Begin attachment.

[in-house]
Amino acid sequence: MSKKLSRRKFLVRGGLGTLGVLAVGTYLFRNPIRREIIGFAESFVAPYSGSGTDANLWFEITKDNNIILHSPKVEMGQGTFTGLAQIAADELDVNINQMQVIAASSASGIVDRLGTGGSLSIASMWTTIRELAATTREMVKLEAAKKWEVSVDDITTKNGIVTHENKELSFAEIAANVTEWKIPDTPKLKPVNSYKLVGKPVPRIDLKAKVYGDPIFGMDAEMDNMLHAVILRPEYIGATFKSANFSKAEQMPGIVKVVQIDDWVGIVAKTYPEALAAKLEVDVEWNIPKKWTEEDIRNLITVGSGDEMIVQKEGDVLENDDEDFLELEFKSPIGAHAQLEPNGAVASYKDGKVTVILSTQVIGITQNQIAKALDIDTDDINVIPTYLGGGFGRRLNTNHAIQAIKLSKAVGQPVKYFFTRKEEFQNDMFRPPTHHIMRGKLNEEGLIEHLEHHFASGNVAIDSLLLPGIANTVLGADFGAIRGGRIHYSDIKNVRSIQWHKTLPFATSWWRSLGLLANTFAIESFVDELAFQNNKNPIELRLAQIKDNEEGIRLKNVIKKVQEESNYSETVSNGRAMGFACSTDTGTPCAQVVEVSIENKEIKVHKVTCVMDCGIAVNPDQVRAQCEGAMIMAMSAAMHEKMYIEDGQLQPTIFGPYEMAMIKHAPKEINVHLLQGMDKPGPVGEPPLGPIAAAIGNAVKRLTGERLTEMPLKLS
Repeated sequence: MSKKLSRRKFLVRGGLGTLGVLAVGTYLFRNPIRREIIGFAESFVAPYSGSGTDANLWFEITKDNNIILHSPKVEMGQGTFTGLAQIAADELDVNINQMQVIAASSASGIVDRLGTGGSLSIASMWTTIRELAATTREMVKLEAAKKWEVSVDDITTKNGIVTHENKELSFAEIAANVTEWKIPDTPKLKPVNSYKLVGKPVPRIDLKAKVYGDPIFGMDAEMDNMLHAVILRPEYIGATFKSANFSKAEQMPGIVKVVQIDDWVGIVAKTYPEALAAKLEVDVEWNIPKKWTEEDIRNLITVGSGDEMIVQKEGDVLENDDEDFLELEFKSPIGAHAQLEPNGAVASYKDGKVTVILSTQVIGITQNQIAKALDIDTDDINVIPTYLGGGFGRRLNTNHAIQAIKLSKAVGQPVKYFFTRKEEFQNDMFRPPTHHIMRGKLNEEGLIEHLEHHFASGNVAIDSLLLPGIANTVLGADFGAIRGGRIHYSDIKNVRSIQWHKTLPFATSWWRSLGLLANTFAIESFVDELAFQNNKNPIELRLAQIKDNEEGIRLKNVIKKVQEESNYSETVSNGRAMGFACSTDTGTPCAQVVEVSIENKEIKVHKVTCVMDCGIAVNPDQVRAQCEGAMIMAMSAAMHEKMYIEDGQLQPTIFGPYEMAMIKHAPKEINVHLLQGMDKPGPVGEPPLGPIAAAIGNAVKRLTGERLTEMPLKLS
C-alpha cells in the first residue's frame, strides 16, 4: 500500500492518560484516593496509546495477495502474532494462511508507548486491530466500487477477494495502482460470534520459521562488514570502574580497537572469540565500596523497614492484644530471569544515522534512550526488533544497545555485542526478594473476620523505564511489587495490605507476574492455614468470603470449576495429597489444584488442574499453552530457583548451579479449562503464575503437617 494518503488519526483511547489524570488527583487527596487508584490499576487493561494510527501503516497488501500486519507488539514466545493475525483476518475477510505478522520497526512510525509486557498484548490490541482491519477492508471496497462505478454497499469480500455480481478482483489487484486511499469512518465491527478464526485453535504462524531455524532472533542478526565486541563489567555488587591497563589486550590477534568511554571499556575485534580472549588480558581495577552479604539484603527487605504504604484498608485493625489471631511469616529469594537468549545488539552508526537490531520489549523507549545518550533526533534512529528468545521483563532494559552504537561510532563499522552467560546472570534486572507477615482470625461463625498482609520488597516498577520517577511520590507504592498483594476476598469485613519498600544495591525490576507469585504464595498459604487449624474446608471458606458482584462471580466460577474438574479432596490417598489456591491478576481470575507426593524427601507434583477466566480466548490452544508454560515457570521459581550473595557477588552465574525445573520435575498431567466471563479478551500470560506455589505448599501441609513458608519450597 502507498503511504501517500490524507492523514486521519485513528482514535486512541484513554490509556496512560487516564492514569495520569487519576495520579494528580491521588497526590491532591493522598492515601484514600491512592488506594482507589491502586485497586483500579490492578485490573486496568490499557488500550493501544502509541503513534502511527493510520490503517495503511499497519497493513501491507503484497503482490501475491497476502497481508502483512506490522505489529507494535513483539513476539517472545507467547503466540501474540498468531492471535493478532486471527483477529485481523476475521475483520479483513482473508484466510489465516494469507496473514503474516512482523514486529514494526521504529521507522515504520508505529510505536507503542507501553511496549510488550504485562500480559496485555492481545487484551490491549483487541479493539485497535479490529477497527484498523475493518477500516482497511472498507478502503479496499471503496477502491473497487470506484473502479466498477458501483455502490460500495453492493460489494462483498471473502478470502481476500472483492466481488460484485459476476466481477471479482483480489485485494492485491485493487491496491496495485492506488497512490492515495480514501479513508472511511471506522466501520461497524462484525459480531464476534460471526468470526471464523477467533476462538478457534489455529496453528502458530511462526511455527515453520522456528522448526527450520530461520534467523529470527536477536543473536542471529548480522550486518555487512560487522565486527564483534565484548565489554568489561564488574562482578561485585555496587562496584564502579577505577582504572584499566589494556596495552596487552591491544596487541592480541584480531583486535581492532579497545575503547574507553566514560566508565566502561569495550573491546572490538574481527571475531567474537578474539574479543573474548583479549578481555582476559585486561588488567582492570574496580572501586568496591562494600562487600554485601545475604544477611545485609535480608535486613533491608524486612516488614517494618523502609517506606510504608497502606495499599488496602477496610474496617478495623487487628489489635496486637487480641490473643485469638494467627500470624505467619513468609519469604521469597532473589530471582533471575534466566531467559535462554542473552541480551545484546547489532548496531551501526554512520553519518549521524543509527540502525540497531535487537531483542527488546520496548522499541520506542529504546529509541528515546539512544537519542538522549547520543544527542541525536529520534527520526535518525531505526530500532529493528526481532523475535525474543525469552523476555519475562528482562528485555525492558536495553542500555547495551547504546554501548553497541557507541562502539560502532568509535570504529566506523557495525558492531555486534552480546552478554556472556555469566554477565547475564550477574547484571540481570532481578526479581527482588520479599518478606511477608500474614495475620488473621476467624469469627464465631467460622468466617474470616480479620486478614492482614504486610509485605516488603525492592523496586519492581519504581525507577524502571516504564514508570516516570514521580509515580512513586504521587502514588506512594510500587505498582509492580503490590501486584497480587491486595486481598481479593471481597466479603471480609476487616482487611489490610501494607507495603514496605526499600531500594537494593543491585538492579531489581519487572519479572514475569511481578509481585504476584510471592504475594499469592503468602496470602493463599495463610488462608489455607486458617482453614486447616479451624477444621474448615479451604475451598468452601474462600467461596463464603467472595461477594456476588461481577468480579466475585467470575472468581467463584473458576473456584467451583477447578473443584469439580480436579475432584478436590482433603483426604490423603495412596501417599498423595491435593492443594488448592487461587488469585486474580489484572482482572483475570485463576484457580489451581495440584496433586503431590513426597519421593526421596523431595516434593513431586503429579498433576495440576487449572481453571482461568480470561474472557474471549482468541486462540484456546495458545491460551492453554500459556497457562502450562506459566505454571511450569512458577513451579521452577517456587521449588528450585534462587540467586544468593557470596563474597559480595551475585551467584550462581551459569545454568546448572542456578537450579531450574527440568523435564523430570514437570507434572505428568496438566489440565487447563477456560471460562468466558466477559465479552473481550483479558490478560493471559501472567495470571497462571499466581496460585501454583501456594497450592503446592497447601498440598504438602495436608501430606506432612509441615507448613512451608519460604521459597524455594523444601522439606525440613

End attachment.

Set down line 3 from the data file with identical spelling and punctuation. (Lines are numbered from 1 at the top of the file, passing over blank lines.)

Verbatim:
Repeated sequence: MSKKLSRRKFLVRGGLGTLGVLAVGTYLFRNPIRREIIGFAESFVAPYSGSGTDANLWFEITKDNNIILHSPKVEMGQGTFTGLAQIAADELDVNINQMQVIAASSASGIVDRLGTGGSLSIASMWTTIRELAATTREMVKLEAAKKWEVSVDDITTKNGIVTHENKELSFAEIAANVTEWKIPDTPKLKPVNSYKLVGKPVPRIDLKAKVYGDPIFGMDAEMDNMLHAVILRPEYIGATFKSANFSKAEQMPGIVKVVQIDDWVGIVAKTYPEALAAKLEVDVEWNIPKKWTEEDIRNLITVGSGDEMIVQKEGDVLENDDEDFLELEFKSPIGAHAQLEPNGAVASYKDGKVTVILSTQVIGITQNQIAKALDIDTDDINVIPTYLGGGFGRRLNTNHAIQAIKLSKAVGQPVKYFFTRKEEFQNDMFRPPTHHIMRGKLNEEGLIEHLEHHFASGNVAIDSLLLPGIANTVLGADFGAIRGGRIHYSDIKNVRSIQWHKTLPFATSWWRSLGLLANTFAIESFVDELAFQNNKNPIELRLAQIKDNEEGIRLKNVIKKVQEESNYSETVSNGRAMGFACSTDTGTPCAQVVEVSIENKEIKVHKVTCVMDCGIAVNPDQVRAQCEGAMIMAMSAAMHEKMYIEDGQLQPTIFGPYEMAMIKHAPKEINVHLLQGMDKPGPVGEPPLGPIAAAIGNAVKRLTGERLTEMPLKLS